U.S. Schools are Buying Phone-Hacking Tech That the FBI Uses to Investigate Terrorists

Drawers of cell phones stored at Israeli firm Cellebrite’s research lab in Petah Tikva in 2016. Photo: Jack Guez/AFP (Getty Images)

By Tom McKay and Dhruv Mehrotra
December 11, 2020

In May 2016, a student enrolled in a high-school in Shelbyville, Texas, consented to having his phone searched by one of the district’s school resource officers. Looking for evidence of a romantic relationship between the student and a teacher, the officer plugged the phone into a Cellebrite UFED to recover deleted messages from the phone. According to the arrest affidavit, investigators discovered the student and teacher frequently messaged each other, “I love you.” Two days later, the teacher was booked into the county jail for sexual assault of a child.

The Cellebrite used to gather evidence in that case was owned and operated by the Shelby County Sheriff’s Office. But these invasive phone-cracking tools are not only being purchased by police departments. Public documents reviewed by Gizmodo indicate that school districts have been quietly purchasing these surveillance tools of their own for years.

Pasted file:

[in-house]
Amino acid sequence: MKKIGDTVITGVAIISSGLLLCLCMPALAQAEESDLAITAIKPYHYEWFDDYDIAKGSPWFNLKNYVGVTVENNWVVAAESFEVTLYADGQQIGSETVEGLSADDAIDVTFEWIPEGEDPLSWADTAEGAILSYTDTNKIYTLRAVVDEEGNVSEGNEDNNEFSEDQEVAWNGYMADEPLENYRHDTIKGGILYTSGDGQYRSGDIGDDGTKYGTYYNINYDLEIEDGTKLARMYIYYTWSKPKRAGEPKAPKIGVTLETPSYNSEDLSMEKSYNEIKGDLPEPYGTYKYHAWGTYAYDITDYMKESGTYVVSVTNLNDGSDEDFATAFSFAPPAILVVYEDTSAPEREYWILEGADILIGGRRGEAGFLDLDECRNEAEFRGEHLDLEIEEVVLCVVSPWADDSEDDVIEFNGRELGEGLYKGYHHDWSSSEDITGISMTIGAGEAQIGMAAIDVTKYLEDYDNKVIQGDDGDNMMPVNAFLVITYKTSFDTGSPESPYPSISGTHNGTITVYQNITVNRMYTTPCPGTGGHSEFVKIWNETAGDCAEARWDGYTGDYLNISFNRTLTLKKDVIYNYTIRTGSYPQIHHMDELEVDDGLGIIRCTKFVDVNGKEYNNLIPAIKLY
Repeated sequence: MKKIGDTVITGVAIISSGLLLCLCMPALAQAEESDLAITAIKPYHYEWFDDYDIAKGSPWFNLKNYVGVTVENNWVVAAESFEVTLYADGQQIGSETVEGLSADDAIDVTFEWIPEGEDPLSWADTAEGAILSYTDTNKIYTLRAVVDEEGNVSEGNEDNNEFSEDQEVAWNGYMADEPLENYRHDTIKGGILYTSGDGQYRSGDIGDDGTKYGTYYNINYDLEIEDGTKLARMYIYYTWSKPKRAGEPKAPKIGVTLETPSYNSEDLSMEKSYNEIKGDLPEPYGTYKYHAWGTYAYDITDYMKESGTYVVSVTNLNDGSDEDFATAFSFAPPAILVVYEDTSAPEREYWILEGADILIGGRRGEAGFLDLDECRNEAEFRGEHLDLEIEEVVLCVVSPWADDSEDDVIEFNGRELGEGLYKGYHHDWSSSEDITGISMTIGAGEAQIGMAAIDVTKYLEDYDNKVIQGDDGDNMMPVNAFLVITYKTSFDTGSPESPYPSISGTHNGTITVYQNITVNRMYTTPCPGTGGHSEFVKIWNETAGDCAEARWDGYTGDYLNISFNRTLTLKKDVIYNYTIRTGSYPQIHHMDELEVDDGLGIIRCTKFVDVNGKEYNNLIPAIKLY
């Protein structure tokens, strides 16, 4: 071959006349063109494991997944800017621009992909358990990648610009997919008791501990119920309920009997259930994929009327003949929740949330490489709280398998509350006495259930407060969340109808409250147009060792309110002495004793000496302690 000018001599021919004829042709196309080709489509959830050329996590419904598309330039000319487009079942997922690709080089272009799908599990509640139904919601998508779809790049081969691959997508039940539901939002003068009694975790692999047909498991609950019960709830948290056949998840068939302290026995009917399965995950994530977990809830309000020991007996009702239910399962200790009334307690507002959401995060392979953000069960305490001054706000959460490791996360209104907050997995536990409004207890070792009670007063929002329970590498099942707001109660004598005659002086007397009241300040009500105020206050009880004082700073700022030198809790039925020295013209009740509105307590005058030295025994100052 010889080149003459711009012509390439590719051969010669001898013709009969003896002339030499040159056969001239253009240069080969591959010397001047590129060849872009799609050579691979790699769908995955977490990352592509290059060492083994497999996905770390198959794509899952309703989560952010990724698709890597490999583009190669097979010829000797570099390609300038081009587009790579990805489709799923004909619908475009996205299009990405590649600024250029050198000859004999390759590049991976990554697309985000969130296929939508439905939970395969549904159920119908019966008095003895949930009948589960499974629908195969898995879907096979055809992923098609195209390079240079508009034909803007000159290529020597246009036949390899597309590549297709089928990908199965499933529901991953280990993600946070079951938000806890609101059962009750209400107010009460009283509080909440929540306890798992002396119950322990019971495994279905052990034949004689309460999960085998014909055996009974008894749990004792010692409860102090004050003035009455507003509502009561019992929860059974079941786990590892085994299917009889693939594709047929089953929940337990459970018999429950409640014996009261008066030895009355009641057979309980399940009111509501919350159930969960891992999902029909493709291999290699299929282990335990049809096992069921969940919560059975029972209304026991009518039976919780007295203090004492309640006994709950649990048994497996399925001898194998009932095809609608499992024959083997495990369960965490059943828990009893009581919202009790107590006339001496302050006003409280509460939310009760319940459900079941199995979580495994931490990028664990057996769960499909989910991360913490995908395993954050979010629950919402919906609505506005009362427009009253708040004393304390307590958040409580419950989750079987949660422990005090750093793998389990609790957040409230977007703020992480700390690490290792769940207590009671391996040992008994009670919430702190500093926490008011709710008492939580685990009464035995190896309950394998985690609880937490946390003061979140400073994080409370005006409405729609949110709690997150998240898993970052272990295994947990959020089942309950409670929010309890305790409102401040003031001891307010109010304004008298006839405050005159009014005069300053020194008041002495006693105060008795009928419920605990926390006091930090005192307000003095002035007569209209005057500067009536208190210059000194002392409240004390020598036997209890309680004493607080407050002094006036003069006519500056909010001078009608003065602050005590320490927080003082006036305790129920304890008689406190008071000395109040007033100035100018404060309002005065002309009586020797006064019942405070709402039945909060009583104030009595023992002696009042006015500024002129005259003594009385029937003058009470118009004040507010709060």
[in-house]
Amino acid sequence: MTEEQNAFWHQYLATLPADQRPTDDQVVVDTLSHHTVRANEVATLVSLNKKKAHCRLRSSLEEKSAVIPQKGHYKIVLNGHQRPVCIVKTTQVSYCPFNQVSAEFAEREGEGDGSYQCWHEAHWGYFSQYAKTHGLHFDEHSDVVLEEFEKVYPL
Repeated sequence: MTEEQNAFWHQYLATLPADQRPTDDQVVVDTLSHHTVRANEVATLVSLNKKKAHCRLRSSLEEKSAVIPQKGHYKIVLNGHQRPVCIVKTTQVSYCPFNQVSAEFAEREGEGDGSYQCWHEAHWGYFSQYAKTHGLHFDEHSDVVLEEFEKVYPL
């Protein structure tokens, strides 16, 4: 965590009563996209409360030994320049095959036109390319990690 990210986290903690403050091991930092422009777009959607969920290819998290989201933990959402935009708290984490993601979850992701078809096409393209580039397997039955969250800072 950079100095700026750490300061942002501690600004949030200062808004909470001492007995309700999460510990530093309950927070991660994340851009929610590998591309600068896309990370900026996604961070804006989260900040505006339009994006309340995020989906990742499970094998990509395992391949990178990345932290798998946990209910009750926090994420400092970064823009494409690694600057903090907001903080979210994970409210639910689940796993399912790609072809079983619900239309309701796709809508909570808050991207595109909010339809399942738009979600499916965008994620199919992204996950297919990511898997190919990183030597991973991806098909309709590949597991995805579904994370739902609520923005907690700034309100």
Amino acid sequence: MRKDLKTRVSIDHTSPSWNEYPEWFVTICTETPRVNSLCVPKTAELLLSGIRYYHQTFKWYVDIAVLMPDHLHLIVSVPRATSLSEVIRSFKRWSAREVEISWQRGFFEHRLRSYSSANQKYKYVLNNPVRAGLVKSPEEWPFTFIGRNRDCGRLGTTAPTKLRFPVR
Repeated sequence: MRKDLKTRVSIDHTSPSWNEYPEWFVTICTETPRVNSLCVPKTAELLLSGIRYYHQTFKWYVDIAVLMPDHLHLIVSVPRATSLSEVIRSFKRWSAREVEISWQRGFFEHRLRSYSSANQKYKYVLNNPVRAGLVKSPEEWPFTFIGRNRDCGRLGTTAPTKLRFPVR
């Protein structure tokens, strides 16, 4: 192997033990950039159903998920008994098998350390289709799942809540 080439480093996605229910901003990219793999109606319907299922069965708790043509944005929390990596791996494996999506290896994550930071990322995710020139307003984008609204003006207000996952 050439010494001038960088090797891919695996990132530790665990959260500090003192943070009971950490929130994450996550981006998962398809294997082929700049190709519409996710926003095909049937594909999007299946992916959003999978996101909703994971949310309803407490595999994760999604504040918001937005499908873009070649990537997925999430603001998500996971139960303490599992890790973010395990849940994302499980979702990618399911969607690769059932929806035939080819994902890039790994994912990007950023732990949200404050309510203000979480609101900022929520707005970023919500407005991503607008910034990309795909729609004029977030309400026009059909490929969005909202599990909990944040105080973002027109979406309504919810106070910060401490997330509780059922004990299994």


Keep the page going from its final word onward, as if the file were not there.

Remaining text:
In March 2020, the North East Independent School District, a largely Hispanic district north of San Antonio, wrote a check to Cellebrite for $6,695 for “General Supplies.” In May, Cypress-Fairbanks ISD near Houston, Texas, paid Oxygen Forensics Inc., another mobile device forensics firm, $2,899. Not far away, majority-white Conroe ISD wrote a check to Susteen Inc., the manufacturer of the similar Secure View system, for $995 in September 2016.

Gizmodo has reviewed similar accounting documents from eight school districts, seven of which are in Texas, showing that administrators paid as much $11,582 for the controversial surveillance technology. Known as mobile device forensic tools (MDFTs), this type of tech is able to siphon text messages, photos, and application data from student’s devices. Together, the districts encompass hundreds of schools, potentially exposing hundreds of thousands of students to invasive cell phone searches.